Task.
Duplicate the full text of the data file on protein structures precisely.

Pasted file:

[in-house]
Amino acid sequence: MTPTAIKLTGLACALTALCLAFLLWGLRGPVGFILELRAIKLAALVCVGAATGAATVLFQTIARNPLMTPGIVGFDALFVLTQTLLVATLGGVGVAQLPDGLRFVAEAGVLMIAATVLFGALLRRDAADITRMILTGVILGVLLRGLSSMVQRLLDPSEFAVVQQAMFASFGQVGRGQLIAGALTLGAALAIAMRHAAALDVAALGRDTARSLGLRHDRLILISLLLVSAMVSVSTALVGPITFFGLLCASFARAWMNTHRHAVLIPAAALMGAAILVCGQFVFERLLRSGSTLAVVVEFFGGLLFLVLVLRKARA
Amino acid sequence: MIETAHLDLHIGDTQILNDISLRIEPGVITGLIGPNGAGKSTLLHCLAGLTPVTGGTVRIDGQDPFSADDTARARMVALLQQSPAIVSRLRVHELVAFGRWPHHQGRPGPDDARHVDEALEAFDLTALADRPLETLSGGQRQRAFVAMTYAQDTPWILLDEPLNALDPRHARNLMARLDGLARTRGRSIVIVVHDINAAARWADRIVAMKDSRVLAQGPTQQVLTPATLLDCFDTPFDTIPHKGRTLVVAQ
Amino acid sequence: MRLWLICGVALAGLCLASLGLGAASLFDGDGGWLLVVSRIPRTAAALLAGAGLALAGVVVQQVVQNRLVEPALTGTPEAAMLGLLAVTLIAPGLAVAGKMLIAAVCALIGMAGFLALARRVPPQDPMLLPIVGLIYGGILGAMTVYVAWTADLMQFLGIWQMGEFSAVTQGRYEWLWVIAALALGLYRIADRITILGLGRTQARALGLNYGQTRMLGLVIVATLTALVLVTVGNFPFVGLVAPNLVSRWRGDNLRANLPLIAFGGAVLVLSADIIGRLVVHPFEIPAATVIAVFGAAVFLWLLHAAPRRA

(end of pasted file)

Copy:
[in-house]
Amino acid sequence: MTPTAIKLTGLACALTALCLAFLLWGLRGPVGFILELRAIKLAALVCVGAATGAATVLFQTIARNPLMTPGIVGFDALFVLTQTLLVATLGGVGVAQLPDGLRFVAEAGVLMIAATVLFGALLRRDAADITRMILTGVILGVLLRGLSSMVQRLLDPSEFAVVQQAMFASFGQVGRGQLIAGALTLGAALAIAMRHAAALDVAALGRDTARSLGLRHDRLILISLLLVSAMVSVSTALVGPITFFGLLCASFARAWMNTHRHAVLIPAAALMGAAILVCGQFVFERLLRSGSTLAVVVEFFGGLLFLVLVLRKARA
Amino acid sequence: MIETAHLDLHIGDTQILNDISLRIEPGVITGLIGPNGAGKSTLLHCLAGLTPVTGGTVRIDGQDPFSADDTARARMVALLQQSPAIVSRLRVHELVAFGRWPHHQGRPGPDDARHVDEALEAFDLTALADRPLETLSGGQRQRAFVAMTYAQDTPWILLDEPLNALDPRHARNLMARLDGLARTRGRSIVIVVHDINAAARWADRIVAMKDSRVLAQGPTQQVLTPATLLDCFDTPFDTIPHKGRTLVVAQ
Amino acid sequence: MRLWLICGVALAGLCLASLGLGAASLFDGDGGWLLVVSRIPRTAAALLAGAGLALAGVVVQQVVQNRLVEPALTGTPEAAMLGLLAVTLIAPGLAVAGKMLIAAVCALIGMAGFLALARRVPPQDPMLLPIVGLIYGGILGAMTVYVAWTADLMQFLGIWQMGEFSAVTQGRYEWLWVIAALALGLYRIADRITILGLGRTQARALGLNYGQTRMLGLVIVATLTALVLVTVGNFPFVGLVAPNLVSRWRGDNLRANLPLIAFGGAVLVLSADIIGRLVVHPFEIPAATVIAVFGAAVFLWLLHAAPRRA